COLLECT CALLING: THIS CEO TURNED A COMMON HOBBY INTO A BIG BUSINESS.

Author:Sullivan, Jeff
Position:CORNER OFFICE
 
FREE EXCERPT

Brandon Steiner is telling the story about how he invented the everything bagel when he was 14 years old. Well, actually, he's telling the story about his paper route. He earned 8 cents per copy delivered, and business wasn't great with just 34 daily customers.

"What else could you do for them?" his mother asked.

That's when he decided to start bringing each customer a bagel with their morning paper. Within a month he was making his deliveries in a shopping cart because 250 papers were too much for his bike.

That's what led to the gig at the bagel store, making $1.50 an hour, starting at 3:30 in the morning--pretty good dough for a kid in 1973. One morning, Steiner decided to sprinkle a little of this and a little of that on a bagel and voila. Without even a pause after finishing this story, Steiner adds, "You know, bagels are hard to digest, better off staying away from them."

It's a typical conversation with Steiner: invaluable life lessons, a little of this and a little of that, with a somewhat unknowable direction. His mind is seemingly in constant motion.

Steiner is an incredibly successful entrepreneur who revolutionized the sports memorabilia industry, turning a venture that began in 1987 with "$4,000, a Mac computer and an intern" into Steiner Sports, specializing in helping companies use the power of sports to grow their businesses. Steiner Sports has spent over 25 years building relationships with more than 2,000 athletes, as well as the nation's major sports leagues and teams. Steiner Sports is also the leading producer of authentic hand-signed collectibles from athletic heroes like Derek Jeter, Mariano Rivera and Peyton Manning. Steiner has traded countless baseballs and football helmets, signed jerseys, and even the infield dirt from the old Yankee Stadium.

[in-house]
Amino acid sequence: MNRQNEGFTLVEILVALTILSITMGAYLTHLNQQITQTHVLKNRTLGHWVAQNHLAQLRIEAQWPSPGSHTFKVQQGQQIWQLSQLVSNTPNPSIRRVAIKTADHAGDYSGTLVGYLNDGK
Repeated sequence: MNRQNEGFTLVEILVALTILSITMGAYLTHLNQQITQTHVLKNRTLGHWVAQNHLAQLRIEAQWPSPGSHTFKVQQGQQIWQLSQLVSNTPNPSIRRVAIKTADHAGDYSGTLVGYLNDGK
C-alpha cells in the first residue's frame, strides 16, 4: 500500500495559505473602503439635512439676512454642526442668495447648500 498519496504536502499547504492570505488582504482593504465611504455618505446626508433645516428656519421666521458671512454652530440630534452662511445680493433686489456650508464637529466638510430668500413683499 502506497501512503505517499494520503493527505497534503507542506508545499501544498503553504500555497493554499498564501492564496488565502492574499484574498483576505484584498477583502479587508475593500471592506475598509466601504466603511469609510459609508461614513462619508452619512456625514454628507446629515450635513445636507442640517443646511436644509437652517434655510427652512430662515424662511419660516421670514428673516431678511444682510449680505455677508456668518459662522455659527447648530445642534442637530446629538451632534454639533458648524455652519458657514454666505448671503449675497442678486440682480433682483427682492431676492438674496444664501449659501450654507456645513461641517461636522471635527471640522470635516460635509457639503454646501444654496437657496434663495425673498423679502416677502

After identifying a need for professional athletes to have representation for corporate endorsements and appearances, he quickly grew his company to become an industry leader representing the top sports stars in New York.

And as one might guess, there are a million stories to go with Steiner's success. In his third book, Living On Purpose, which released late in 2018, he opens up about hitting rock bottom after selling Steiner Sports to Omnicom Group for a reported $25 million in 2000. The lowest point came in the aftermath of what should have been the highest point.

"After putting in relentless effort and long hours to build a company and, frankly, an industry, for close to...

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